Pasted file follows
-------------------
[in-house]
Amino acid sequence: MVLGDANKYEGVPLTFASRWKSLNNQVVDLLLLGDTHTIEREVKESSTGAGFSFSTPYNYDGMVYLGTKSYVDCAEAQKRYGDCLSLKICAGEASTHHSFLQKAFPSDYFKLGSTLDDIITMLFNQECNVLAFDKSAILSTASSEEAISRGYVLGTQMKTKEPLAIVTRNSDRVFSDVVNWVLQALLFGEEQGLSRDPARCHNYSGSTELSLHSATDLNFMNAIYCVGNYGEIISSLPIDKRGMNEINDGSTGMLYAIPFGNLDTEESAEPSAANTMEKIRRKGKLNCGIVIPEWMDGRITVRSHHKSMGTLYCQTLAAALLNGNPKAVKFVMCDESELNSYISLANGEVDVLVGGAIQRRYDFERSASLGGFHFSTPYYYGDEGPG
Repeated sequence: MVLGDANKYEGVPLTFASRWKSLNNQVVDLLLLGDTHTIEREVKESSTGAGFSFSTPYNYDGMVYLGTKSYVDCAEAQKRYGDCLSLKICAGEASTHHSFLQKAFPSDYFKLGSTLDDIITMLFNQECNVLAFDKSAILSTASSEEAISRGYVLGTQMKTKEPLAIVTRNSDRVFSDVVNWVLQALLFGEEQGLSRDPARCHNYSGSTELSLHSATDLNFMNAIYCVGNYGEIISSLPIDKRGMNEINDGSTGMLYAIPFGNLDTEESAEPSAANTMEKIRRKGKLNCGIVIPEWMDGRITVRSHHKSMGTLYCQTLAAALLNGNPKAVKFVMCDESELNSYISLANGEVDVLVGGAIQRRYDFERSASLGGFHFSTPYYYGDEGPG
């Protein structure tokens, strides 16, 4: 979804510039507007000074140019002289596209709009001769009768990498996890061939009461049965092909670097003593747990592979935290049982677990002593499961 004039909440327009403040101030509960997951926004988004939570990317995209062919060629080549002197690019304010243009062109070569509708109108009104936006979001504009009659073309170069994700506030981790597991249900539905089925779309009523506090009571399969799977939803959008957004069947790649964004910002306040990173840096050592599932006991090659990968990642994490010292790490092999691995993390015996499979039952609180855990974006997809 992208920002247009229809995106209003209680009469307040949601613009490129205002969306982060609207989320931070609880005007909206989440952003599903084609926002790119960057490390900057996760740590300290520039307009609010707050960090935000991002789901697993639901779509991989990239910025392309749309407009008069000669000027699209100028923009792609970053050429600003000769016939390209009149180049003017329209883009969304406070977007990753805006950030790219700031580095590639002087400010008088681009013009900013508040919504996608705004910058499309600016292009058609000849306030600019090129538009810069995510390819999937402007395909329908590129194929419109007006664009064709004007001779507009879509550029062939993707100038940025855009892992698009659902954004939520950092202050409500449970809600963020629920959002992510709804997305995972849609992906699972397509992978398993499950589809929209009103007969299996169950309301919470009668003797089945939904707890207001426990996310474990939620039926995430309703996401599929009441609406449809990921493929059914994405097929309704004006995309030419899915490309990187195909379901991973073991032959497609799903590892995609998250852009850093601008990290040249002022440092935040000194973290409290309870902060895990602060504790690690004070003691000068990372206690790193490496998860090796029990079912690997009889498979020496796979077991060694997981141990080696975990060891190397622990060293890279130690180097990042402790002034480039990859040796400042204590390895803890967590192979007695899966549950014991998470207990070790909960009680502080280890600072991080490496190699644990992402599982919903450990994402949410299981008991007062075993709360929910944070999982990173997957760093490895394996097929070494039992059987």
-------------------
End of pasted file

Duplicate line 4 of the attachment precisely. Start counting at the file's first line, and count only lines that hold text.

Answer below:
């Protein structure tokens, strides 16, 4: 979804510039507007000074140019002289596209709009001769009768990498996890061939009461049965092909670097003593747990592979935290049982677990002593499961 004039909440327009403040101030509960997951926004988004939570990317995209062919060629080549002197690019304010243009062109070569509708109108009104936006979001504009009659073309170069994700506030981790597991249900539905089925779309009523506090009571399969799977939803959008957004069947790649964004910002306040990173840096050592599932006991090659990968990642994490010292790490092999691995993390015996499979039952609180855990974006997809 992208920002247009229809995106209003209680009469307040949601613009490129205002969306982060609207989320931070609880005007909206989440952003599903084609926002790119960057490390900057996760740590300290520039307009609010707050960090935000991002789901697993639901779509991989990239910025392309749309407009008069000669000027699209100028923009792609970053050429600003000769016939390209009149180049003017329209883009969304406070977007990753805006950030790219700031580095590639002087400010008088681009013009900013508040919504996608705004910058499309600016292009058609000849306030600019090129538009810069995510390819999937402007395909329908590129194929419109007006664009064709004007001779507009879509550029062939993707100038940025855009892992698009659902954004939520950092202050409500449970809600963020629920959002992510709804997305995972849609992906699972397509992978398993499950589809929209009103007969299996169950309301919470009668003797089945939904707890207001426990996310474990939620039926995430309703996401599929009441609406449809990921493929059914994405097929309704004006995309030419899915490309990187195909379901991973073991032959497609799903590892995609998250852009850093601008990290040249002022440092935040000194973290409290309870902060895990602060504790690690004070003691000068990372206690790193490496998860090796029990079912690997009889498979020496796979077991060694997981141990080696975990060891190397622990060293890279130690180097990042402790002034480039990859040796400042204590390895803890967590192979007695899966549950014991998470207990070790909960009680502080280890600072991080490496190699644990992402599982919903450990994402949410299981008991007062075993709360929910944070999982990173997957760093490895394996097929070494039992059987």